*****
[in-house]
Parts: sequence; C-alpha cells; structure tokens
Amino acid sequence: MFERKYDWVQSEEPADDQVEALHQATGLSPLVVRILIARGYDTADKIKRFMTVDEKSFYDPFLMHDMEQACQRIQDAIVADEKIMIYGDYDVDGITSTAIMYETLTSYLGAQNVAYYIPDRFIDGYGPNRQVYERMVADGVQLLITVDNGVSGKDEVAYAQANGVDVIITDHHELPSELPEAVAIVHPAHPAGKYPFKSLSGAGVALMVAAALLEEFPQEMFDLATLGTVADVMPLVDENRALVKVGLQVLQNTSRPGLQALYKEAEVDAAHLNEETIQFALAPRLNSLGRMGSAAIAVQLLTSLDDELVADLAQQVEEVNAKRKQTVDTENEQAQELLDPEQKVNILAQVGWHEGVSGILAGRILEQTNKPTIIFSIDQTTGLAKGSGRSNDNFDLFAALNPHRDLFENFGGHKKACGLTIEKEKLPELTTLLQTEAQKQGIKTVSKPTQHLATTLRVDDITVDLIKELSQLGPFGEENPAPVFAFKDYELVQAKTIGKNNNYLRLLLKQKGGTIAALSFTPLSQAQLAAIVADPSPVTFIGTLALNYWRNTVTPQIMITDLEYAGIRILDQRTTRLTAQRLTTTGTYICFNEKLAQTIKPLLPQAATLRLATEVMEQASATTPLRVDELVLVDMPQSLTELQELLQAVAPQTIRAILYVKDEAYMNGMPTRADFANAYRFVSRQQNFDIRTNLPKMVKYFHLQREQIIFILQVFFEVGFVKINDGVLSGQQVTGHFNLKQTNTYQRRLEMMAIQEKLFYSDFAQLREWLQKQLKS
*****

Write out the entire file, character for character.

[in-house]
Parts: sequence; C-alpha cells; structure tokens
Amino acid sequence: MFERKYDWVQSEEPADDQVEALHQATGLSPLVVRILIARGYDTADKIKRFMTVDEKSFYDPFLMHDMEQACQRIQDAIVADEKIMIYGDYDVDGITSTAIMYETLTSYLGAQNVAYYIPDRFIDGYGPNRQVYERMVADGVQLLITVDNGVSGKDEVAYAQANGVDVIITDHHELPSELPEAVAIVHPAHPAGKYPFKSLSGAGVALMVAAALLEEFPQEMFDLATLGTVADVMPLVDENRALVKVGLQVLQNTSRPGLQALYKEAEVDAAHLNEETIQFALAPRLNSLGRMGSAAIAVQLLTSLDDELVADLAQQVEEVNAKRKQTVDTENEQAQELLDPEQKVNILAQVGWHEGVSGILAGRILEQTNKPTIIFSIDQTTGLAKGSGRSNDNFDLFAALNPHRDLFENFGGHKKACGLTIEKEKLPELTTLLQTEAQKQGIKTVSKPTQHLATTLRVDDITVDLIKELSQLGPFGEENPAPVFAFKDYELVQAKTIGKNNNYLRLLLKQKGGTIAALSFTPLSQAQLAAIVADPSPVTFIGTLALNYWRNTVTPQIMITDLEYAGIRILDQRTTRLTAQRLTTTGTYICFNEKLAQTIKPLLPQAATLRLATEVMEQASATTPLRVDELVLVDMPQSLTELQELLQAVAPQTIRAILYVKDEAYMNGMPTRADFANAYRFVSRQQNFDIRTNLPKMVKYFHLQREQIIFILQVFFEVGFVKINDGVLSGQQVTGHFNLKQTNTYQRRLEMMAIQEKLFYSDFAQLREWLQKQLKS